A quick summary:
- A third of employees living payday to payday
- The consequences of employee financial stress
- Using tools and resources like Heka
As we enter July, there’s one topic on the minds of everyone both in and outside the workplace – the cost of living crisis. In just about every industry people are beginning to feel the pinch of skyrocketing prices. What do leaders need to know about employee financial stress? How can leaders respond effectively to financial stress in the workplace? Let’s take a look…
Below, we’re going to walk you through a study by Willis Towers Watson. One that has revealed the shocking reality of these uncertain times. We’ll then discuss the various implications of employees living payday to payday. A vicious circle that nobody wants to fall into, especially as inflation and the cost of living continue to soar to new heights in 2022.
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A third of employees live payday to payday in 2022
In January, Willis Towers Watson carried out a study of around 4,000+ employees in the UK. And while the study revealed some staggering truths about both the cost of living, it couldn’t have anticipated the record-high impacts of rising prices.
According to WTW, 36% of employees were living payday to payday, leaving little to no spare cash in case of emergencies. Not only can this be detrimental (given the fluctuating price increases we’ve seen in just the past several weeks), but it can leave people in a permanent state of worry.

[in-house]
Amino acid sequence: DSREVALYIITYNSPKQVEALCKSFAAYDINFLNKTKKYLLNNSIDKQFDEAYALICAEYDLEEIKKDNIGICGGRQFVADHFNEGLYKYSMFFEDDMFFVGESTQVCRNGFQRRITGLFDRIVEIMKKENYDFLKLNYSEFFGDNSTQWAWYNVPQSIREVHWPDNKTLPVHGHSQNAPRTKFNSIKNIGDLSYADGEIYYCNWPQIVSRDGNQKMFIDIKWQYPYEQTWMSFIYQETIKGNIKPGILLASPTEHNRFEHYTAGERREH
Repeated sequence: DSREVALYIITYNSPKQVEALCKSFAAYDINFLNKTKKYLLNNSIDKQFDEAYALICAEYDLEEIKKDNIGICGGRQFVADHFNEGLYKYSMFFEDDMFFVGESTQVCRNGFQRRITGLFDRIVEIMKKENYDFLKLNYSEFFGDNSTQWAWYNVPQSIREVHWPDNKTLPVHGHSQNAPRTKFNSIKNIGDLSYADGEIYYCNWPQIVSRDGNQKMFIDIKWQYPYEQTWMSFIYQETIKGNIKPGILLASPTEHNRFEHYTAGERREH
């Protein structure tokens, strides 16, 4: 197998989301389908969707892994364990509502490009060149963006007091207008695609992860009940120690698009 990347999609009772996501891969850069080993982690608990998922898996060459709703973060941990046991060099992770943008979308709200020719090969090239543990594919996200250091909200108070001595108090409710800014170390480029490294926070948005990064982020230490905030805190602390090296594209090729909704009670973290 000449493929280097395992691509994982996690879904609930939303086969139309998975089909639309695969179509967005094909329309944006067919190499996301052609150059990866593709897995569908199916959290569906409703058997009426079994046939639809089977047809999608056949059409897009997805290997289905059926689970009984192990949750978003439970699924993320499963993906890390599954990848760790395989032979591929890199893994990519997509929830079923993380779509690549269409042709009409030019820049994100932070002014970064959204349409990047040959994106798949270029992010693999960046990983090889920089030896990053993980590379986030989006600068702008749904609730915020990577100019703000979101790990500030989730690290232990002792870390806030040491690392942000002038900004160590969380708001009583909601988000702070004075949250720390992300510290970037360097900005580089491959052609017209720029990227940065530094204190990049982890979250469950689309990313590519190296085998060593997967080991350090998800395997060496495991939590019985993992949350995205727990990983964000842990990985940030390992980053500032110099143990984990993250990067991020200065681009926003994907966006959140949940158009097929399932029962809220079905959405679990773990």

What’s more, the data reveals that 26% said they were struggling financially. As this data was recorded in January, we can only imagine how much worse the situation must be for some people in June and July. And after a global pandemic and a recession on the horizon, 44% of employees stated suffering from some form of a financial shock in the past two years.
Employee financial stress has clearly been on the rise in the past couple of years, and with redundancies, long-term furlough and more, it’s clear to see where these financial shocks have come from. Now, as we move into a post-pandemic world, the economy is struggling to bounce back, causing financial stress in the workplace is increasing.
What are the consequences of employees living payday to payday?
Willis Towers Watson’s financial report shows us that times are getting harder for people. Employee financial stress is on the rise, and the consequences can be heavily damaging.
Below, we’ll take a look at more of the data and dive into some of the repercussions of employee financial stress. This should show leaders that without action, hurdles and obstacles are likely to occur.
As reported by People Management, those suffering from financial struggle are more likely to act on destructive behaviours. This includes things like poor diets smoking and excessive alcohol consumption.
Ultimately, bad habits and poor health choices can be associated with the stress and worry of financial difficulty. However, when these decisions and behaviours can have a knock-on effect to our professional lives.